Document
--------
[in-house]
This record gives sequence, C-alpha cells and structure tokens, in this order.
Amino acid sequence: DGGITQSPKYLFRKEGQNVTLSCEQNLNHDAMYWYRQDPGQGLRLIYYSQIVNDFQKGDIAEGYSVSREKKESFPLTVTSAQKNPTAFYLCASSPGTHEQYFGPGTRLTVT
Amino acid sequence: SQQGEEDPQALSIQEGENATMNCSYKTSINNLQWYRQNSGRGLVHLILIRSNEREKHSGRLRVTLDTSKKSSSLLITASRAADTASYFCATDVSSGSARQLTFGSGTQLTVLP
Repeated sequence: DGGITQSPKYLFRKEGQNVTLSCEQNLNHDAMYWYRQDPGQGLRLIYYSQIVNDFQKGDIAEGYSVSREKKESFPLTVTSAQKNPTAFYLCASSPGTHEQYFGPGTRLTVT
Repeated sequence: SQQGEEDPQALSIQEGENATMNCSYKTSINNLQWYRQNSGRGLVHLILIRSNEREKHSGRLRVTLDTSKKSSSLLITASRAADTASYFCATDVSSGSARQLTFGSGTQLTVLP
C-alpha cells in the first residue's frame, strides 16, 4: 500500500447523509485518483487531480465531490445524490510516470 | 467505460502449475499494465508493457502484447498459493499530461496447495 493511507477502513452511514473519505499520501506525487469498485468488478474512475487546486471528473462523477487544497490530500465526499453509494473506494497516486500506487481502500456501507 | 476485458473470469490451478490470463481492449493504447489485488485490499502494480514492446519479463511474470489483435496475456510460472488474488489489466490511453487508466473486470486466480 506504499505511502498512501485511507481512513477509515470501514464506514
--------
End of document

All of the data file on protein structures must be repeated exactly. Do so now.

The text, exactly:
[in-house]
This record gives sequence, C-alpha cells and structure tokens, in this order.
Amino acid sequence: DGGITQSPKYLFRKEGQNVTLSCEQNLNHDAMYWYRQDPGQGLRLIYYSQIVNDFQKGDIAEGYSVSREKKESFPLTVTSAQKNPTAFYLCASSPGTHEQYFGPGTRLTVT
Amino acid sequence: SQQGEEDPQALSIQEGENATMNCSYKTSINNLQWYRQNSGRGLVHLILIRSNEREKHSGRLRVTLDTSKKSSSLLITASRAADTASYFCATDVSSGSARQLTFGSGTQLTVLP
Repeated sequence: DGGITQSPKYLFRKEGQNVTLSCEQNLNHDAMYWYRQDPGQGLRLIYYSQIVNDFQKGDIAEGYSVSREKKESFPLTVTSAQKNPTAFYLCASSPGTHEQYFGPGTRLTVT
Repeated sequence: SQQGEEDPQALSIQEGENATMNCSYKTSINNLQWYRQNSGRGLVHLILIRSNEREKHSGRLRVTLDTSKKSSSLLITASRAADTASYFCATDVSSGSARQLTFGSGTQLTVLP
C-alpha cells in the first residue's frame, strides 16, 4: 500500500447523509485518483487531480465531490445524490510516470 | 467505460502449475499494465508493457502484447498459493499530461496447495 493511507477502513452511514473519505499520501506525487469498485468488478474512475487546486471528473462523477487544497490530500465526499453509494473506494497516486500506487481502500456501507 | 476485458473470469490451478490470463481492449493504447489485488485490499502494480514492446519479463511474470489483435496475456510460472488474488489489466490511453487508466473486470486466480 506504499505511502498512501485511507481512513477509515470501514464506514